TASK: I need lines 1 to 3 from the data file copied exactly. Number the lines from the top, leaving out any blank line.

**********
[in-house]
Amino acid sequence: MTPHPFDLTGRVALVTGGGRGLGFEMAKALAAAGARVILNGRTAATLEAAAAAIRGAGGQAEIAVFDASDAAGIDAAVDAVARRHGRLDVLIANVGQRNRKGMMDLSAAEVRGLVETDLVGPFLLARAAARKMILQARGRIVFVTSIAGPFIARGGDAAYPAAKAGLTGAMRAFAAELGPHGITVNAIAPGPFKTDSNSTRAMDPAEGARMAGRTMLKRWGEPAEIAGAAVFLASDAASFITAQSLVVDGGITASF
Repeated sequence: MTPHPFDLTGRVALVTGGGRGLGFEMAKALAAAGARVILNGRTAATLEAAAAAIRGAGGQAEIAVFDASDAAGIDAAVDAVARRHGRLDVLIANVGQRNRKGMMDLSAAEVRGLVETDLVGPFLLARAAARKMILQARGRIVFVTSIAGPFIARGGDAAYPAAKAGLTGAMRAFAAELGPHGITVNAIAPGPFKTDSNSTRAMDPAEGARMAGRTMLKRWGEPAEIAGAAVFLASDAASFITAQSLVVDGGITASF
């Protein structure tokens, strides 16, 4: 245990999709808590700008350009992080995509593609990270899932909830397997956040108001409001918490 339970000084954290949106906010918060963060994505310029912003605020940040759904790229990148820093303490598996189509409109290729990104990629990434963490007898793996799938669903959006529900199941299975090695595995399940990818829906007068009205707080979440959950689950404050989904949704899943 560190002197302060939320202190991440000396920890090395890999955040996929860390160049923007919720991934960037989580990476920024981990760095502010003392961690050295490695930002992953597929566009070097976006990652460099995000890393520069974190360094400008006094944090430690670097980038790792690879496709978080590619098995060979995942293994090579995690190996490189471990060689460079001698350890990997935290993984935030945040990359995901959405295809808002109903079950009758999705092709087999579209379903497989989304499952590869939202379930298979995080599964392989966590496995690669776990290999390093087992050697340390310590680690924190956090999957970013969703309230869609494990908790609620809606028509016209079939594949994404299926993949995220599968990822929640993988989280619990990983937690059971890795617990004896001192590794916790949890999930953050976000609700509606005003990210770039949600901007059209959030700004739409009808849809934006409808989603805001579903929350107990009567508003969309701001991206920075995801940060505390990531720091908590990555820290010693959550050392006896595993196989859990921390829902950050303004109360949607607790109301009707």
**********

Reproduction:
[in-house]
Amino acid sequence: MTPHPFDLTGRVALVTGGGRGLGFEMAKALAAAGARVILNGRTAATLEAAAAAIRGAGGQAEIAVFDASDAAGIDAAVDAVARRHGRLDVLIANVGQRNRKGMMDLSAAEVRGLVETDLVGPFLLARAAARKMILQARGRIVFVTSIAGPFIARGGDAAYPAAKAGLTGAMRAFAAELGPHGITVNAIAPGPFKTDSNSTRAMDPAEGARMAGRTMLKRWGEPAEIAGAAVFLASDAASFITAQSLVVDGGITASF
Repeated sequence: MTPHPFDLTGRVALVTGGGRGLGFEMAKALAAAGARVILNGRTAATLEAAAAAIRGAGGQAEIAVFDASDAAGIDAAVDAVARRHGRLDVLIANVGQRNRKGMMDLSAAEVRGLVETDLVGPFLLARAAARKMILQARGRIVFVTSIAGPFIARGGDAAYPAAKAGLTGAMRAFAAELGPHGITVNAIAPGPFKTDSNSTRAMDPAEGARMAGRTMLKRWGEPAEIAGAAVFLASDAASFITAQSLVVDGGITASF